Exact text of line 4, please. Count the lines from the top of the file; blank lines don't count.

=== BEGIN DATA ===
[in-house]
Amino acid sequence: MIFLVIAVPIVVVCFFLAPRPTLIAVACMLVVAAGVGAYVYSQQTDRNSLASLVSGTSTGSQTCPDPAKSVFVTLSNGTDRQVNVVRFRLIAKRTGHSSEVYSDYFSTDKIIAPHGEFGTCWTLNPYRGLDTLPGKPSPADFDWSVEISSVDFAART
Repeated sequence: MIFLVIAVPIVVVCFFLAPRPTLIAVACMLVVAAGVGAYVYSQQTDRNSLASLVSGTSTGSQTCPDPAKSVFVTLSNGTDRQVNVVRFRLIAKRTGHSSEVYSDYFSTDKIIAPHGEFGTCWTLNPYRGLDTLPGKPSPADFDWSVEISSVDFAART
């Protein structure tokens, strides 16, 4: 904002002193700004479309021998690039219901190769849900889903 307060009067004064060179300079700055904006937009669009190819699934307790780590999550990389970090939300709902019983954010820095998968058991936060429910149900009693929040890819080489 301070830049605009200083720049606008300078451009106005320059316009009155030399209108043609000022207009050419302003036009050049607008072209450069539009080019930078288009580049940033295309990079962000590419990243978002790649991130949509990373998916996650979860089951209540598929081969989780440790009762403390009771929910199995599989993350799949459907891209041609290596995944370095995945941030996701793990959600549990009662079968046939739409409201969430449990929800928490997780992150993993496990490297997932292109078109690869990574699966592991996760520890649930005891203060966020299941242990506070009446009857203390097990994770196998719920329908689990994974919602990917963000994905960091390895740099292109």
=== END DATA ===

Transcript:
């Protein structure tokens, strides 16, 4: 904002002193700004479309021998690039219901190769849900889903 307060009067004064060179300079700055904006937009669009190819699934307790780590999550990389970090939300709902019983954010820095998968058991936060429910149900009693929040890819080489 301070830049605009200083720049606008300078451009106005320059316009009155030399209108043609000022207009050419302003036009050049607008072209450069539009080019930078288009580049940033295309990079962000590419990243978002790649991130949509990373998916996650979860089951209540598929081969989780440790009762403390009771929910199995599989993350799949459907891209041609290596995944370095995945941030996701793990959600549990009662079968046939739409409201969430449990929800928490997780992150993993496990490297997932292109078109690869990574699966592991996760520890649930005891203060966020299941242990506070009446009857203390097990994770196998719920329908689990994974919602990917963000994905960091390895740099292109």